Ready criticizes Douglas’ handling of pension funds

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(Host) State Auditor Elizabeth Ready is calling on State Treasurer Jim Douglas to take a more active role in protecting the state’s pension funds. It was announced earlier this week that the state employee retirement fund has lost roughly $180 million in the past two years. Douglas says Ready’s comments are purely political.

VPR’s Bob Kinzel reports.

(Kinzel) Since the beginning of 2000, many public and private pension accounts have had a very difficult time. Most of these funds are heavily invested in the stock market and the roller coaster ride of Wall Street, coupled with the scandals involving Enron and WorldCom have caused many of the pension accounts to lose money. During this period the Vermont State Employees’ Fund lost about 15% of its value, or roughly $180 million.

State Treasurer Jim Douglas says it’s important to look at the performance of these funds over the long term. He points out that the state’s three major retirement funds have doubled in value since he became treasurer in 1995.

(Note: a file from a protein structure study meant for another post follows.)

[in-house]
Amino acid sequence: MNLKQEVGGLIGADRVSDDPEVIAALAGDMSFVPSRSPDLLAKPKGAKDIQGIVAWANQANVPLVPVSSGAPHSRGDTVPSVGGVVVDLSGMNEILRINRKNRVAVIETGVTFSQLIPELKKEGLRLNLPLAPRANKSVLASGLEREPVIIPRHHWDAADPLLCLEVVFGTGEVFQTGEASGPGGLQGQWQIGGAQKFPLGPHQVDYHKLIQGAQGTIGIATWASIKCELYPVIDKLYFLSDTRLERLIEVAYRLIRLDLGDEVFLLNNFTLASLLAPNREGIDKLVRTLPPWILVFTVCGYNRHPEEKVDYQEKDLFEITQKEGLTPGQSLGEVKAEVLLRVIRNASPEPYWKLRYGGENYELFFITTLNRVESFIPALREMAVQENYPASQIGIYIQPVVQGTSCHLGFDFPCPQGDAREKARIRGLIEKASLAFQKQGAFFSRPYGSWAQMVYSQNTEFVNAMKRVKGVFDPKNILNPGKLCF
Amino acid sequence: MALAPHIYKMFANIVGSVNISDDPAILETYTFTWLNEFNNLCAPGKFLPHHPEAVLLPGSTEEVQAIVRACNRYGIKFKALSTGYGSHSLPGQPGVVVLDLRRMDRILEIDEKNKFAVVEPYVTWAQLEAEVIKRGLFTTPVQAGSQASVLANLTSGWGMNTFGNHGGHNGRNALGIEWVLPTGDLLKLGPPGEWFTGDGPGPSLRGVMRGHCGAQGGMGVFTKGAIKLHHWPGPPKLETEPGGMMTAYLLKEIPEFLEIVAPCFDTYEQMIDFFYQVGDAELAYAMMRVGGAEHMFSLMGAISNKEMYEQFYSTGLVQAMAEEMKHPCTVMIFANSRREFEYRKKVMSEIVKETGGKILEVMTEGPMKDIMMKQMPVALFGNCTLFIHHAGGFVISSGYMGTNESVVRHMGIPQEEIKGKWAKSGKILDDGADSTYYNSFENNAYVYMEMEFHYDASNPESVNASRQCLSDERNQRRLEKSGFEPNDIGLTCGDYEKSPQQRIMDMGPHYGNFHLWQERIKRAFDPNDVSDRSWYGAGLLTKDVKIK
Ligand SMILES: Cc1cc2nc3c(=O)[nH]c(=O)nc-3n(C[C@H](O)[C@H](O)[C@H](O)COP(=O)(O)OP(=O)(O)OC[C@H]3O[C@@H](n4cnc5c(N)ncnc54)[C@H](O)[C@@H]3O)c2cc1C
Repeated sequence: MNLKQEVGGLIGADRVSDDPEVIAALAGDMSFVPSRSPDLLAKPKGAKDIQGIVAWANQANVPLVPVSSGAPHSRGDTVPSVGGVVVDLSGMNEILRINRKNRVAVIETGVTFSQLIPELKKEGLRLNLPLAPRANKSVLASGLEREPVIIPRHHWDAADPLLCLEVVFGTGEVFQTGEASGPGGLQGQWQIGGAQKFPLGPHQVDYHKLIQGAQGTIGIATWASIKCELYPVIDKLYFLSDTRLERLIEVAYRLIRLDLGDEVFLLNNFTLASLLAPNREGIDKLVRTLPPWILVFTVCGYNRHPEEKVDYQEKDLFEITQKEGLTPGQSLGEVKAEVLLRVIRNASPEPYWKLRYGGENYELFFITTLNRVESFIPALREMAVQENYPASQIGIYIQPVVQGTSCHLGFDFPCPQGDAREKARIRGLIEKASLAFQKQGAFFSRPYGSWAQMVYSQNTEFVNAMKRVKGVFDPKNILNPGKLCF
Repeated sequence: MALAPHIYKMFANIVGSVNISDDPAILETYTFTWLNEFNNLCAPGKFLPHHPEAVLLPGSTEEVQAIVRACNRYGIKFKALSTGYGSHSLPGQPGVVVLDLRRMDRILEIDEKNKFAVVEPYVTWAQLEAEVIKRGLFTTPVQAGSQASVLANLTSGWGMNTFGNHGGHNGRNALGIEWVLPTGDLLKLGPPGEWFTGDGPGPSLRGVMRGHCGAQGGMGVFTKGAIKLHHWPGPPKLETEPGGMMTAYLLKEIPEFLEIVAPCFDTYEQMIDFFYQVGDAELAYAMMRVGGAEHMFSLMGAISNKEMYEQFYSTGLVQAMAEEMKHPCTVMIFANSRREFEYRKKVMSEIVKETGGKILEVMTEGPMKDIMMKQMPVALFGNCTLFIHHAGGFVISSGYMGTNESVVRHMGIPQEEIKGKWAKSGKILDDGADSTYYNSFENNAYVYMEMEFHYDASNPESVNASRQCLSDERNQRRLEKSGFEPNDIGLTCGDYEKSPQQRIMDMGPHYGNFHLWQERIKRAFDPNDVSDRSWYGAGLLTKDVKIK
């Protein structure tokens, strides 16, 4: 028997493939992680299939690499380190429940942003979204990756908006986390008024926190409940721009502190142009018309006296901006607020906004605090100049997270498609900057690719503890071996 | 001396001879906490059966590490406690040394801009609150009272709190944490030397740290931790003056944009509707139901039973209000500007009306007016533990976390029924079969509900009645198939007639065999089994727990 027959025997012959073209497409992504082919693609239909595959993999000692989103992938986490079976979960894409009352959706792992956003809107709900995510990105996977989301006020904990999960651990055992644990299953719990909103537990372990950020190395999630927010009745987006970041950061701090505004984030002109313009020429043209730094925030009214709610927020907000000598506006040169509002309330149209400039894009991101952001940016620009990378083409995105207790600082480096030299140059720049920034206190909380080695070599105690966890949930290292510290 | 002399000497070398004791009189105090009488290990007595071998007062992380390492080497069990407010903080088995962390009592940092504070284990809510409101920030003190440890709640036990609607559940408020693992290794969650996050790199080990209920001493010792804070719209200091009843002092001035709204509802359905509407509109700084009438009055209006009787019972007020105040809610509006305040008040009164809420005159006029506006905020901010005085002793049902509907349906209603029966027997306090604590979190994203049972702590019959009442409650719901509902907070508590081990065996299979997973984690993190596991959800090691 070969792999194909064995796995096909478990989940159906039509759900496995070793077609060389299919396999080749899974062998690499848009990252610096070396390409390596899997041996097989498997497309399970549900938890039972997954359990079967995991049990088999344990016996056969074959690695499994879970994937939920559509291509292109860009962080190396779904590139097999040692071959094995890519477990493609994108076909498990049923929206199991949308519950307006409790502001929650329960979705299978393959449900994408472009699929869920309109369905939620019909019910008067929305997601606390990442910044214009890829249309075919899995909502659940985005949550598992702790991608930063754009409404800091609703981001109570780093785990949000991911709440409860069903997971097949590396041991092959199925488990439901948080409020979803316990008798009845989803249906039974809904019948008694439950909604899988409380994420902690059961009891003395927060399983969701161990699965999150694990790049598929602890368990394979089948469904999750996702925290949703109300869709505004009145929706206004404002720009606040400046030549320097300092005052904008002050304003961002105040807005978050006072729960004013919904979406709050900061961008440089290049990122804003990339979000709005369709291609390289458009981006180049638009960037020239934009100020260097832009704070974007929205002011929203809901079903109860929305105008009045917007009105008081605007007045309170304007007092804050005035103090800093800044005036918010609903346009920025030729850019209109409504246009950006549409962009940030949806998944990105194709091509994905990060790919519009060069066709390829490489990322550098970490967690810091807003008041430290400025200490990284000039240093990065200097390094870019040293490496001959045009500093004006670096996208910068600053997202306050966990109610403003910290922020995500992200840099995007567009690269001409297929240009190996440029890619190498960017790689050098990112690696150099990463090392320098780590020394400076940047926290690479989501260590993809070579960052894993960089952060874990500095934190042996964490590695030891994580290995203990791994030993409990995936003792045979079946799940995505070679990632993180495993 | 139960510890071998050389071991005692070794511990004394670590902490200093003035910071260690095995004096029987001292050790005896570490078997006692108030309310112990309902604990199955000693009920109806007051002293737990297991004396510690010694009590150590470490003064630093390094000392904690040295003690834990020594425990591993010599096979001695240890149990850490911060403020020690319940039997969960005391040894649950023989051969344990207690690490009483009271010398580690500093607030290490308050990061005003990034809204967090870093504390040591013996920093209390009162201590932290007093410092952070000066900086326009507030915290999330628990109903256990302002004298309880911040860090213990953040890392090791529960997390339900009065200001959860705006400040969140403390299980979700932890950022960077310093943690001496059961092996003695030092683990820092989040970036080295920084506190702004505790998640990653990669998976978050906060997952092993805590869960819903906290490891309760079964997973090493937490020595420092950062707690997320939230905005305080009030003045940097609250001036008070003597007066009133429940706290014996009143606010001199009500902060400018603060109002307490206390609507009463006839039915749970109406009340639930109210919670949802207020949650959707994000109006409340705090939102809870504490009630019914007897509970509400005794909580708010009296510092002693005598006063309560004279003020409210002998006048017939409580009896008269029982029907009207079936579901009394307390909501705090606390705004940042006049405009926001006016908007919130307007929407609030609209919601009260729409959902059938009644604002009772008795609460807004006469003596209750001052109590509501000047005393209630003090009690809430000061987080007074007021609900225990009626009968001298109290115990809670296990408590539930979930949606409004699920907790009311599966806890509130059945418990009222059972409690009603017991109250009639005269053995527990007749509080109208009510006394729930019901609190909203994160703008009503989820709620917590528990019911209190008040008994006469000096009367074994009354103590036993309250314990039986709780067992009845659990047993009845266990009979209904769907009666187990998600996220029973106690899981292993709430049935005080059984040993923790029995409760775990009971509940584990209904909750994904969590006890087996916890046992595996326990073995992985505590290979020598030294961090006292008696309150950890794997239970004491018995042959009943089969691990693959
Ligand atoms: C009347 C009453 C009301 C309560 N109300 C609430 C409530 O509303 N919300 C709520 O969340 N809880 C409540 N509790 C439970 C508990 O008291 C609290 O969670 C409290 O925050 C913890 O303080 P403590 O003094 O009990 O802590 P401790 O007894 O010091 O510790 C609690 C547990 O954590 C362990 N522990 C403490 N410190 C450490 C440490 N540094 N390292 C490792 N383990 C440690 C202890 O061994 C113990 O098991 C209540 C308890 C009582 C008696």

State Auditor Elizabeth Ready says she has a different philosophy concerning these funds. Ready thinks the state should take a more aggressive stand regarding the management of these funds and she questioned if Douglas had accurately portrayed the state’s pension losses from the sale of WorldCom bonds:

(Ready) “We’ve seen two years when public pension funds have taken big hits. It’s a result of fraud, it’s a result of greed, it’s a result of malfeasance in the market, and I think that Vermonters deserve straight talk. They need to hear both the news and the weather. And I think that instead of sugar coating a bitter pill, it is up to us as elected leaders to use these scandals as an opportunity to demand greater accountability and to ask some tough questions.”

(Kinzel) Douglas, who described Ready’s remarks as being purely political, did admit that his office had made a mistake when it calculated the WorldCom bond loss. Instead of losing several hundred thousand dollars, the actual loss was closer to $9 million. But Douglas notes that the state pension funds have more than two billion dollars in them and that the state already has a review board in place that oversees these pension accounts:

(Douglas) “Well I made a mistake and I admit that and I regret it in the case of the World Com bonds. But overall I believe our process of monitoring performance of the funds is substantial: it’s adequate, it’s what other states do. I think that our system of keeping track of our investment manager is sufficient and provides adequate protections for the members of the system.”

(Kinzel) Douglas says the pension funds remain in good shape and that the recent losses will not affect anyone’s pension checks. The pensions are guaranteed so if there are substantial losses in the future, taxpayers will be responsible for meeting the obligations.

For Vermont Public Radio, I’m Bob Kinzel in Montpelier.

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